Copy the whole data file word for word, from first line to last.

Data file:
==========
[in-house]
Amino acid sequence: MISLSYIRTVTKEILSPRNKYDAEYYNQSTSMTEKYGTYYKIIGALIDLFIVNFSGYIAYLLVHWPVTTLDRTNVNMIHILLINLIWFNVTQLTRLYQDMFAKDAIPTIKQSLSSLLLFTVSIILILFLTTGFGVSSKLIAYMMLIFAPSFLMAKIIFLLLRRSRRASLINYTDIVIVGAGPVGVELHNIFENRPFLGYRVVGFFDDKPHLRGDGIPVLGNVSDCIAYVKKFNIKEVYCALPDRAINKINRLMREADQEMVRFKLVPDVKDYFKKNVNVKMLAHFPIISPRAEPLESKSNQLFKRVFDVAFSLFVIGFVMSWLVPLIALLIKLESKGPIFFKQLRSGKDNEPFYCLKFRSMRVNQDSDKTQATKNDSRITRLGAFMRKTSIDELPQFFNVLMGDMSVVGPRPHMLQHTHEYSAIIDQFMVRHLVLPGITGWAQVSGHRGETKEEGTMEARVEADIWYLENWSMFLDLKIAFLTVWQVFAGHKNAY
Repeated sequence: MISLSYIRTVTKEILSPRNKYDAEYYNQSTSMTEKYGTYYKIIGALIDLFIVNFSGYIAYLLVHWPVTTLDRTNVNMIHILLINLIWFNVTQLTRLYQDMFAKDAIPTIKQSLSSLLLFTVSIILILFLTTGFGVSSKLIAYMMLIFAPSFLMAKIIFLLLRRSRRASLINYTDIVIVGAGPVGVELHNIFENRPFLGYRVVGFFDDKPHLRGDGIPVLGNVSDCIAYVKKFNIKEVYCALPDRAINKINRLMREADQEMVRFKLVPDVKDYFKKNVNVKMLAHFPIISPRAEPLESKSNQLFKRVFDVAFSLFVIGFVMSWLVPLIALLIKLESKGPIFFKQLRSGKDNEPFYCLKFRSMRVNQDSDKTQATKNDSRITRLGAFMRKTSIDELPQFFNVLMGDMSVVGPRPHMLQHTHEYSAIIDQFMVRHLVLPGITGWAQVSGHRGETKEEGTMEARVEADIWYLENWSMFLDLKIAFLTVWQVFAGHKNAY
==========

[in-house]
Amino acid sequence: MISLSYIRTVTKEILSPRNKYDAEYYNQSTSMTEKYGTYYKIIGALIDLFIVNFSGYIAYLLVHWPVTTLDRTNVNMIHILLINLIWFNVTQLTRLYQDMFAKDAIPTIKQSLSSLLLFTVSIILILFLTTGFGVSSKLIAYMMLIFAPSFLMAKIIFLLLRRSRRASLINYTDIVIVGAGPVGVELHNIFENRPFLGYRVVGFFDDKPHLRGDGIPVLGNVSDCIAYVKKFNIKEVYCALPDRAINKINRLMREADQEMVRFKLVPDVKDYFKKNVNVKMLAHFPIISPRAEPLESKSNQLFKRVFDVAFSLFVIGFVMSWLVPLIALLIKLESKGPIFFKQLRSGKDNEPFYCLKFRSMRVNQDSDKTQATKNDSRITRLGAFMRKTSIDELPQFFNVLMGDMSVVGPRPHMLQHTHEYSAIIDQFMVRHLVLPGITGWAQVSGHRGETKEEGTMEARVEADIWYLENWSMFLDLKIAFLTVWQVFAGHKNAY
Repeated sequence: MISLSYIRTVTKEILSPRNKYDAEYYNQSTSMTEKYGTYYKIIGALIDLFIVNFSGYIAYLLVHWPVTTLDRTNVNMIHILLINLIWFNVTQLTRLYQDMFAKDAIPTIKQSLSSLLLFTVSIILILFLTTGFGVSSKLIAYMMLIFAPSFLMAKIIFLLLRRSRRASLINYTDIVIVGAGPVGVELHNIFENRPFLGYRVVGFFDDKPHLRGDGIPVLGNVSDCIAYVKKFNIKEVYCALPDRAINKINRLMREADQEMVRFKLVPDVKDYFKKNVNVKMLAHFPIISPRAEPLESKSNQLFKRVFDVAFSLFVIGFVMSWLVPLIALLIKLESKGPIFFKQLRSGKDNEPFYCLKFRSMRVNQDSDKTQATKNDSRITRLGAFMRKTSIDELPQFFNVLMGDMSVVGPRPHMLQHTHEYSAIIDQFMVRHLVLPGITGWAQVSGHRGETKEEGTMEARVEADIWYLENWSMFLDLKIAFLTVWQVFAGHKNAY